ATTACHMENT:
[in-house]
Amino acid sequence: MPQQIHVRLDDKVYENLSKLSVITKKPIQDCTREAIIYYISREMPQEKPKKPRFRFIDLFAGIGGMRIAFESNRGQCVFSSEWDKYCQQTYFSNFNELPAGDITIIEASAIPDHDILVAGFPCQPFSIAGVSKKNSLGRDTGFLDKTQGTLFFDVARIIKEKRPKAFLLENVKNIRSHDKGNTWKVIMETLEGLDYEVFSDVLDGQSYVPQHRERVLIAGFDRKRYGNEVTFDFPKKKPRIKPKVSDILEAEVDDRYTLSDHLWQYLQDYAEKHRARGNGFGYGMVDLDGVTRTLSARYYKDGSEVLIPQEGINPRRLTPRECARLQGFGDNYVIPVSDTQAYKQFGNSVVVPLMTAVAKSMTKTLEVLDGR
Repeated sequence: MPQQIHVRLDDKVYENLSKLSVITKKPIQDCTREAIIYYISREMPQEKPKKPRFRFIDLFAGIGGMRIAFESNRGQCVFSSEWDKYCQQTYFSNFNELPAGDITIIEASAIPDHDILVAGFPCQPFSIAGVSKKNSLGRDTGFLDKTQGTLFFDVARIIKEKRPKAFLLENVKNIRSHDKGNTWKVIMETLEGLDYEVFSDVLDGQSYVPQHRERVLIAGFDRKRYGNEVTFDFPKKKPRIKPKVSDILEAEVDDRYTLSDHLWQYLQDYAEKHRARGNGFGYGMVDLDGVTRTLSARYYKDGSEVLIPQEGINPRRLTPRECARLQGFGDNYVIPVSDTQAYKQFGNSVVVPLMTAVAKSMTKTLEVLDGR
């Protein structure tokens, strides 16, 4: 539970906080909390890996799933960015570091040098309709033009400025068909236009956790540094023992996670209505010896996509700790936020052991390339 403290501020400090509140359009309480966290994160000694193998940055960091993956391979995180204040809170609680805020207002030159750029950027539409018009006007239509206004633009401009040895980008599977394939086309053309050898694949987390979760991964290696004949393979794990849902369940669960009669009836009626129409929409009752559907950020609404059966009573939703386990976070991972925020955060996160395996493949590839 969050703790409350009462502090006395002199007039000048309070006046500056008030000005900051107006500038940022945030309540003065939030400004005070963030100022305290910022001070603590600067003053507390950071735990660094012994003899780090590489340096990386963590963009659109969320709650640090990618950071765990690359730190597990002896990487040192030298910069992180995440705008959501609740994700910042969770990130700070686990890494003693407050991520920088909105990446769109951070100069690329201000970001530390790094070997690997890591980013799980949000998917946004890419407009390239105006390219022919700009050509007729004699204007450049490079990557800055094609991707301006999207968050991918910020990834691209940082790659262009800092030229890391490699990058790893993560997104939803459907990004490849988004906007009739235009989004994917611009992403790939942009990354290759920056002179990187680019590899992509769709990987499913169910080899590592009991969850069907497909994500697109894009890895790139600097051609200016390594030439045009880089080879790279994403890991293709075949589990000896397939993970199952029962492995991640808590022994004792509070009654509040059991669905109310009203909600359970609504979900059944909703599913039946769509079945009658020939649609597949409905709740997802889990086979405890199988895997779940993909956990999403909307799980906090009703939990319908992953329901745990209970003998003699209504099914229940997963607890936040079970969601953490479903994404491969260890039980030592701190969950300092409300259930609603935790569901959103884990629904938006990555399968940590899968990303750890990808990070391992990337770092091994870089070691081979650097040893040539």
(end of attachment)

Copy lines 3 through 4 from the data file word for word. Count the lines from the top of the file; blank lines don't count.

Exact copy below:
Repeated sequence: MPQQIHVRLDDKVYENLSKLSVITKKPIQDCTREAIIYYISREMPQEKPKKPRFRFIDLFAGIGGMRIAFESNRGQCVFSSEWDKYCQQTYFSNFNELPAGDITIIEASAIPDHDILVAGFPCQPFSIAGVSKKNSLGRDTGFLDKTQGTLFFDVARIIKEKRPKAFLLENVKNIRSHDKGNTWKVIMETLEGLDYEVFSDVLDGQSYVPQHRERVLIAGFDRKRYGNEVTFDFPKKKPRIKPKVSDILEAEVDDRYTLSDHLWQYLQDYAEKHRARGNGFGYGMVDLDGVTRTLSARYYKDGSEVLIPQEGINPRRLTPRECARLQGFGDNYVIPVSDTQAYKQFGNSVVVPLMTAVAKSMTKTLEVLDGR
């Protein structure tokens, strides 16, 4: 539970906080909390890996799933960015570091040098309709033009400025068909236009956790540094023992996670209505010896996509700790936020052991390339 403290501020400090509140359009309480966290994160000694193998940055960091993956391979995180204040809170609680805020207002030159750029950027539409018009006007239509206004633009401009040895980008599977394939086309053309050898694949987390979760991964290696004949393979794990849902369940669960009669009836009626129409929409009752559907950020609404059966009573939703386990976070991972925020955060996160395996493949590839 969050703790409350009462502090006395002199007039000048309070006046500056008030000005900051107006500038940022945030309540003065939030400004005070963030100022305290910022001070603590600067003053507390950071735990660094012994003899780090590489340096990386963590963009659109969320709650640090990618950071765990690359730190597990002896990487040192030298910069992180995440705008959501609740994700910042969770990130700070686990890494003693407050991520920088909105990446769109951070100069690329201000970001530390790094070997690997890591980013799980949000998917946004890419407009390239105006390219022919700009050509007729004699204007450049490079990557800055094609991707301006999207968050991918910020990834691209940082790659262009800092030229890391490699990058790893993560997104939803459907990004490849988004906007009739235009989004994917611009992403790939942009990354290759920056002179990187680019590899992509769709990987499913169910080899590592009991969850069907497909994500697109894009890895790139600097051609200016390594030439045009880089080879790279994403890991293709075949589990000896397939993970199952029962492995991640808590022994004792509070009654509040059991669905109310009203909600359970609504979900059944909703599913039946769509079945009658020939649609597949409905709740997802889990086979405890199988895997779940993909956990999403909307799980906090009703939990319908992953329901745990209970003998003699209504099914229940997963607890936040079970969601953490479903994404491969260890039980030592701190969950300092409300259930609603935790569901959103884990629904938006990555399968940590899968990303750890990808990070391992990337770092091994870089070691081979650097040893040539």